Cleaners and security guards protest against the ‘culture of disrespect’ at Downing Street

Cleaners cleaned up vomit and red wine after parties found in Number 10, Sue Gray’s report (Image: Reuters/ITV)

Cleaners and security guards will protest outside Downing Street tomorrow, disgusted at the treatment of their colleagues by government leaders.

A union representing these workers in government buildings, United Voices of the World (UVW), has called for the demonstration against what it calls a culture of disrespect for low-wage workers.

It comes amid growing anger over the revelations in Sue Gray’s Partygate report, which uncovered repeated examples of “unacceptable treatment” by cleaners and security workers during their investigation into lockdown-breaking parties.

She wrote: “I found that some employees had observed or been exposed to behaviors at work that they felt concerned about but at times felt unable to properly raise.

“I have been made aware of several examples of disrespect and poor treatment of security and cleaning staff. That was unacceptable.”

The report that has led to four Conservative MPs calling on Boris Johnson to resign today has set out in grim detail the extent of rulebreaking at Number 10 during the Covid crisis.

Staff “drank excessively” at the Downing Street Christmas party on December 18, 2020 and the next morning red wine was spilled on a wall, the report said.


Sue Gray’s report has prompted further calls for Prime Minister Boris Johnson to step down (Image: Reuters)

The UVW said it was protesting a culture of disrespect for low-paid workers such as cleaners and security guards in government buildings and offices across London.

Secretary-General Petros Elia said: “We are not the least bit surprised by the revelations in the Sue Gray report. We have thousands of members working as cleaners and security guards and these workers face disrespect and discrimination on a daily basis in offices and government buildings across London, not just Downing Street.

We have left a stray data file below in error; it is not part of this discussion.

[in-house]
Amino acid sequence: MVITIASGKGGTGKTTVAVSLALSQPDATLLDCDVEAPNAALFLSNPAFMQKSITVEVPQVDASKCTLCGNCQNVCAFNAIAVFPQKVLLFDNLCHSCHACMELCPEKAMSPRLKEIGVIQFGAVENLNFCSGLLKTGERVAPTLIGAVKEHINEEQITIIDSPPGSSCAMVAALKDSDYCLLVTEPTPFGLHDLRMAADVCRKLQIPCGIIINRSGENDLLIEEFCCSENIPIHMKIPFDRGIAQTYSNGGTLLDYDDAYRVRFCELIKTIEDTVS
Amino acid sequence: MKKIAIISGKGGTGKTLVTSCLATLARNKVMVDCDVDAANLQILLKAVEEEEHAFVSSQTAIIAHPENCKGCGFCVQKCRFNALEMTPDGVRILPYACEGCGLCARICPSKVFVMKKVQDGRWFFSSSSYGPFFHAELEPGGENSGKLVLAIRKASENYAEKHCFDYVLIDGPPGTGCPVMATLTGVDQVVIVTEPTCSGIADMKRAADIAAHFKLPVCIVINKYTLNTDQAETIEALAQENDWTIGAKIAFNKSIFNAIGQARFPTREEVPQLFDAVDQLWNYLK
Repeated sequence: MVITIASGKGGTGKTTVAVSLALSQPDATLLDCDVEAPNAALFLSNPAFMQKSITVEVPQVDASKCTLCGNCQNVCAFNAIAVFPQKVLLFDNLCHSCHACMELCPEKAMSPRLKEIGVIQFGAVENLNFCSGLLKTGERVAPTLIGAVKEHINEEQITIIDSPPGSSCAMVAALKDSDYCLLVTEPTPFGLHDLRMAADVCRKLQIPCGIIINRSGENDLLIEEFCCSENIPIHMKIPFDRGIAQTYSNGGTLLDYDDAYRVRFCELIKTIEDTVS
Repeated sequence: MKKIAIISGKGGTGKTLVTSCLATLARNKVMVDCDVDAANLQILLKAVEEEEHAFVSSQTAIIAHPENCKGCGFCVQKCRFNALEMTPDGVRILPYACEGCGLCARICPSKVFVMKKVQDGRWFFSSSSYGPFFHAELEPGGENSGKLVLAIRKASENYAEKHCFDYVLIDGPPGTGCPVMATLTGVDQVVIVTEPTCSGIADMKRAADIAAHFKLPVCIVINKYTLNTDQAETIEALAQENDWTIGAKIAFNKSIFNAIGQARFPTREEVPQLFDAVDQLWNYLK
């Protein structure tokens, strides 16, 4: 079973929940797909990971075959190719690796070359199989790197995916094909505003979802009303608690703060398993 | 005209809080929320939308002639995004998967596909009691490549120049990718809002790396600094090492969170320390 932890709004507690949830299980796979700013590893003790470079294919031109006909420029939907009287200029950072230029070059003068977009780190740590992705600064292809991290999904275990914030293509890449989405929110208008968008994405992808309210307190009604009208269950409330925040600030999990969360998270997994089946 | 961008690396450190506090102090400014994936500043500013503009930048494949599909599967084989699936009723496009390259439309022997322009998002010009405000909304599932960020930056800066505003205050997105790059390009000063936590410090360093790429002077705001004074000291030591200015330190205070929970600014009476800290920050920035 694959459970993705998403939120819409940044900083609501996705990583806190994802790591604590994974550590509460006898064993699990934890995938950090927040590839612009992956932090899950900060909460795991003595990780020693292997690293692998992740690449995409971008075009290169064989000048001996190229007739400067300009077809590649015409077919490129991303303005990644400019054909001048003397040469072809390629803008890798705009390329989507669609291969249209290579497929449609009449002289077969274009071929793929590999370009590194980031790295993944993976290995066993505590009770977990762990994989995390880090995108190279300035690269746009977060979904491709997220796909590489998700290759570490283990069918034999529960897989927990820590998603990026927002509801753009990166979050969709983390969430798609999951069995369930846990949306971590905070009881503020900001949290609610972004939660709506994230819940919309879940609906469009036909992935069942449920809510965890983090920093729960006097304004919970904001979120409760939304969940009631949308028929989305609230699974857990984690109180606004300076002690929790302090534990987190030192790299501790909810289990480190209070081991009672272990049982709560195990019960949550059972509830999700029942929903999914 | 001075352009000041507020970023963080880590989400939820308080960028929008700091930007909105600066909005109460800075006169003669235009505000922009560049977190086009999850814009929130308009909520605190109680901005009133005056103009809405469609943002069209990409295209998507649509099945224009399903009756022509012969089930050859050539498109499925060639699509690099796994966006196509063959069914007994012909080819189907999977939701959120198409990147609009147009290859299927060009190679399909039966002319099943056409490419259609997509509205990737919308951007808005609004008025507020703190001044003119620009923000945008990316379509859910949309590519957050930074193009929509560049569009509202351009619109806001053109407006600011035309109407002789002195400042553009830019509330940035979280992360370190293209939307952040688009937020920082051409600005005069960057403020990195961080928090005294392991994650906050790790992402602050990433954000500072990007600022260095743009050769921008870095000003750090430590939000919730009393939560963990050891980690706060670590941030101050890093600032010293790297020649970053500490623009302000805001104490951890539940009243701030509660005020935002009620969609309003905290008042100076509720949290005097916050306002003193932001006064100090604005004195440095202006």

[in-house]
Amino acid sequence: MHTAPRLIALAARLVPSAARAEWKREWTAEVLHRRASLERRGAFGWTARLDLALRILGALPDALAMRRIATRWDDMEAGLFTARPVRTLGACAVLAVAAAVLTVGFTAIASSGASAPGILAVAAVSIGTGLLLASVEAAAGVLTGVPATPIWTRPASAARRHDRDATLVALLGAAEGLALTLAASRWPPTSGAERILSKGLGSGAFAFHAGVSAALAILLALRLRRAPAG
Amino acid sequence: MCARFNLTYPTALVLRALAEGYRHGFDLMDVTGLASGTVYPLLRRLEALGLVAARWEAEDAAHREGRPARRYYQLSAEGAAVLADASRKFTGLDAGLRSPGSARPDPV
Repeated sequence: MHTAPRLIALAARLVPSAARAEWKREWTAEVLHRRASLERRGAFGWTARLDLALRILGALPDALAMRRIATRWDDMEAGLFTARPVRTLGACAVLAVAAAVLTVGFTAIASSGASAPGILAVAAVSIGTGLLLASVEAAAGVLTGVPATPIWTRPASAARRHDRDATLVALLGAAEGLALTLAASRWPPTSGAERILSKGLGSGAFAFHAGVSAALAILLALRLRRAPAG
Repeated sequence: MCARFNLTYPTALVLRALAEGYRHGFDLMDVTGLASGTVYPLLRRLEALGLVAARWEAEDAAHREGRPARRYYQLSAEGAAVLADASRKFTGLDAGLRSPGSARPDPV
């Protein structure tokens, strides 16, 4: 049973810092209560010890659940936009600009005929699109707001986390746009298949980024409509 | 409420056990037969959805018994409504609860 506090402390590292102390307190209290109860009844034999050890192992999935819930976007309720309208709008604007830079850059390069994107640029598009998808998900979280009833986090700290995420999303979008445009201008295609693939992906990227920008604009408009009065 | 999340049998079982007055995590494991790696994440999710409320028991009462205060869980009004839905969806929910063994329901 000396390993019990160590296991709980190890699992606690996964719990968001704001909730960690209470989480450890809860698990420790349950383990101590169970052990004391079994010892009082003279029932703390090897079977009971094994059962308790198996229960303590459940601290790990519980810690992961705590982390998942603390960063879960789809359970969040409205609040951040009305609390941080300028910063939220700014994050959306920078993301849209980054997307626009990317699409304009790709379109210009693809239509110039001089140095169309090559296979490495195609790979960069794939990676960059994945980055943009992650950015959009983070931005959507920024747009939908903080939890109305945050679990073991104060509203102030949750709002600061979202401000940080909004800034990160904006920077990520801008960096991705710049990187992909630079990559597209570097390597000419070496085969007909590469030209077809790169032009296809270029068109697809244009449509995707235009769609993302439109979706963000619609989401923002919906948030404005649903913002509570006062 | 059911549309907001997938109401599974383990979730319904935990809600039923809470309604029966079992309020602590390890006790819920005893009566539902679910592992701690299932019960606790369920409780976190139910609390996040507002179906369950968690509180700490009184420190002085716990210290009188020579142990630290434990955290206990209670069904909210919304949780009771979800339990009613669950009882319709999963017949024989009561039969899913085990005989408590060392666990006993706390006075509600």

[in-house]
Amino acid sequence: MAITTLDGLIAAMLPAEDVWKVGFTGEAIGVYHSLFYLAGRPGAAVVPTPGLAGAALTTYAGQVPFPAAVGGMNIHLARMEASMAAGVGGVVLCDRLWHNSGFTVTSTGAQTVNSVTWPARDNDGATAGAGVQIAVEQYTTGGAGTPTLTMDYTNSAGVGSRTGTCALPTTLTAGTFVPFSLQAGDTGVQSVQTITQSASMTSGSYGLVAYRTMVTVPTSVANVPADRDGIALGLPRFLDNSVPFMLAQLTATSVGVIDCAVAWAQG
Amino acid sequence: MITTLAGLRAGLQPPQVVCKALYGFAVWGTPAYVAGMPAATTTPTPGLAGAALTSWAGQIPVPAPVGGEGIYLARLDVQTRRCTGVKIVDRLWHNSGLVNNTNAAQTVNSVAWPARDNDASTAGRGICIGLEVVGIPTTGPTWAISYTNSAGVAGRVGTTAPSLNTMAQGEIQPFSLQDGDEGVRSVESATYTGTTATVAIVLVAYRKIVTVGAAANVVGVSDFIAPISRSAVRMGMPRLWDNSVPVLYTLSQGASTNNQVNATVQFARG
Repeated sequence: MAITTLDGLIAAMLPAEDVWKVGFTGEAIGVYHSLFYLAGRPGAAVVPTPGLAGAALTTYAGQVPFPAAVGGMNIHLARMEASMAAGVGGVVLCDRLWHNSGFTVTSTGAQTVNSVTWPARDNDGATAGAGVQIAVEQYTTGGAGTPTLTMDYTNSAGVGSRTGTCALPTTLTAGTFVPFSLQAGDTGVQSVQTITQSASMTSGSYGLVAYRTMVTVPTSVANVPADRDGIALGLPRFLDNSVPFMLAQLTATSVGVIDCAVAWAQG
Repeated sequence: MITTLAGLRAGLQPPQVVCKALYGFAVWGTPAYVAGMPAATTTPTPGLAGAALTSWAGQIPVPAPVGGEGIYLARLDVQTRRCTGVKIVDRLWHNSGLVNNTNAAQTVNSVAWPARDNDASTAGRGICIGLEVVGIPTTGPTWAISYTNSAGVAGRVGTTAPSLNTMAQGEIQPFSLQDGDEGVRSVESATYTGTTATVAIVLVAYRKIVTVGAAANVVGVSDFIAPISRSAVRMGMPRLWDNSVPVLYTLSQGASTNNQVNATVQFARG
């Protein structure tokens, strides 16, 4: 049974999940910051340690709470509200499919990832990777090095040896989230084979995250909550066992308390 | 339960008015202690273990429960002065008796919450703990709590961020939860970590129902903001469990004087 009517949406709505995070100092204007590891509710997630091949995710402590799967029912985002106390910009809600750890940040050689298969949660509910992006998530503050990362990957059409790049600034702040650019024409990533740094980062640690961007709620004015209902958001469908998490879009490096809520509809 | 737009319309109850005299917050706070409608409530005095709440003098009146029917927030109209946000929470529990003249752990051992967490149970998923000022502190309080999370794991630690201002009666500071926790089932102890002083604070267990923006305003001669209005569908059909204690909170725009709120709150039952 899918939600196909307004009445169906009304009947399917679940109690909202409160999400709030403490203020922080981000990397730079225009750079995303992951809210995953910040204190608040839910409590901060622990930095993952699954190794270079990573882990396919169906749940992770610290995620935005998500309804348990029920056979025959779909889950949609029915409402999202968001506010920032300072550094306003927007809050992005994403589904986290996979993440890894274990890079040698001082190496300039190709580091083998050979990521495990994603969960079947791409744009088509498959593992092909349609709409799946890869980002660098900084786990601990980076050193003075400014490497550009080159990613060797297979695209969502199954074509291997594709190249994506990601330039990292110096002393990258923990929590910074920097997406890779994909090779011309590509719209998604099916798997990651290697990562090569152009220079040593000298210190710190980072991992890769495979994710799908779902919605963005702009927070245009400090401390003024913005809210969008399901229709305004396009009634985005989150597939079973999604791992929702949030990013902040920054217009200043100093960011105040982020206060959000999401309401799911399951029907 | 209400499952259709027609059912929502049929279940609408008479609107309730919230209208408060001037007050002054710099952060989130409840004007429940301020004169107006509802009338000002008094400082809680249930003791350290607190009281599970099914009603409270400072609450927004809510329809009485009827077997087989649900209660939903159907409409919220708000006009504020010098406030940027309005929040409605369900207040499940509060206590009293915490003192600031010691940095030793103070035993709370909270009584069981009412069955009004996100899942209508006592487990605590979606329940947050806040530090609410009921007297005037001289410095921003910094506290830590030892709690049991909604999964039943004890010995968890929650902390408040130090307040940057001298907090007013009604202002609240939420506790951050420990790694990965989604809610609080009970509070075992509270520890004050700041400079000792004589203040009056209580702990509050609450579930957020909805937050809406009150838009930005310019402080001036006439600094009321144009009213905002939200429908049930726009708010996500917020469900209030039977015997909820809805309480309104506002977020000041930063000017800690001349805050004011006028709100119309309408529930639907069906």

“It’s outrageous to throw rowdy and illegal parties during the pandemic, but then to expect cleaners to mop up after you and pay them, porters and security guards poverty wages and deny them full sick pay is abhorrent.

“Most of the cleaners and security guards out there are ethnic minority, black, brown and migrant workers who are disproportionately affected by poor working conditions and racial inequalities.”

He continued: “We represent cleaners at the Department of Justice (MoJ) who have had to leave their jobs during the pandemic because they were not provided with adequate PPE and were denied the full sick pay they eventually received for Covid-19 absences.

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“One of our members who worked as a cleaner at MoJ tragically died an untimely and preventable death. That was the level of disrespect and abuse towards underpaid workers.’

Prime Minister Boris Johnson is said to have personally apologized to cleaning staff number 10 after the report.

But a leading representative of the cleaning industry is now demanding a meeting with the cabinet secretary on this topic.

Jim Melvin, chairman of the British Cleaning Council, said he was “appalled and upset” by the revelations.

He has now written to Cabinet Secretary Simon Case, saying: “At a time when many cleaning and hygiene workers, arguably as frontline workers, were putting themselves directly at risk to maintain high standards of hygiene and ensure key workers and the public were safe during being kept as safe as possible during the pandemic, it is absolutely appalling and disturbing to hear that they have been treated with such contempt by those who may be in government or the civil service and who, frankly, should know better.

‘We believe that cleaning and sanitation professionals are hardworking, professional and deserve to be respected in their vital work, just like anyone else and certainly as the people affected would be treated.’

He continued: “For further clarification and information: In some parts of the cleaning industry, calls for increased hygiene standards during the pandemic combined with severe staff shortages have pushed many colleagues to the brink of breaking point.

“What cleaning staff need is support and recognition from government and civil service, and they must not be disrespected.”

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MORE: Boris says he’s ‘humbled and learned a lesson’ from Sue Gray’s account Cleaners and security guards protest against the 'culture of disrespect' at Downing Street

Justin Scacco

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